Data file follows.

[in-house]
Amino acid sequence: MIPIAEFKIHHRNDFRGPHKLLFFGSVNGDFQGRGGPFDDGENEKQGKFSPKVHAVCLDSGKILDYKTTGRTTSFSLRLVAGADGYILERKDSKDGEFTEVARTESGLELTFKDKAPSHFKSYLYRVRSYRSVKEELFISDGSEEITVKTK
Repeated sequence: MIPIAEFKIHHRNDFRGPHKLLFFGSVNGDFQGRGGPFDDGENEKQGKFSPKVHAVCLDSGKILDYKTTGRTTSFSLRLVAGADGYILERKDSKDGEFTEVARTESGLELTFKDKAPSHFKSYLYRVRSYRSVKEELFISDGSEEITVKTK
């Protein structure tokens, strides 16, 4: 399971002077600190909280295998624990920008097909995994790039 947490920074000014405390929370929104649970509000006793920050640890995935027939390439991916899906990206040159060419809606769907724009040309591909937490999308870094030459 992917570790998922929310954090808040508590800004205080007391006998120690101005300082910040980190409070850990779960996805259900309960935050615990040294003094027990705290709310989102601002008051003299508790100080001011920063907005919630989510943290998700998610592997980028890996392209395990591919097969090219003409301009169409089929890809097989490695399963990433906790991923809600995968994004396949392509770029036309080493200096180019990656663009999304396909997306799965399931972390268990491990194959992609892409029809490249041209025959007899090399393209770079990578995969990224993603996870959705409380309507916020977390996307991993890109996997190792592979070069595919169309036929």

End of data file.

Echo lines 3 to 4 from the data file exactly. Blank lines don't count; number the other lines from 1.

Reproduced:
Repeated sequence: MIPIAEFKIHHRNDFRGPHKLLFFGSVNGDFQGRGGPFDDGENEKQGKFSPKVHAVCLDSGKILDYKTTGRTTSFSLRLVAGADGYILERKDSKDGEFTEVARTESGLELTFKDKAPSHFKSYLYRVRSYRSVKEELFISDGSEEITVKTK
């Protein structure tokens, strides 16, 4: 399971002077600190909280295998624990920008097909995994790039 947490920074000014405390929370929104649970509000006793920050640890995935027939390439991916899906990206040159060419809606769907724009040309591909937490999308870094030459 992917570790998922929310954090808040508590800004205080007391006998120690101005300082910040980190409070850990779960996805259900309960935050615990040294003094027990705290709310989102601002008051003299508790100080001011920063907005919630989510943290998700998610592997980028890996392209395990591919097969090219003409301009169409089929890809097989490695399963990433906790991923809600995968994004396949392509770029036309080493200096180019990656663009999304396909997306799965399931972390268990491990194959992609892409029809490249041209025959007899090399393209770079990578995969990224993603996870959705409380309507916020977390996307991993890109996997190792592979070069595919169309036929």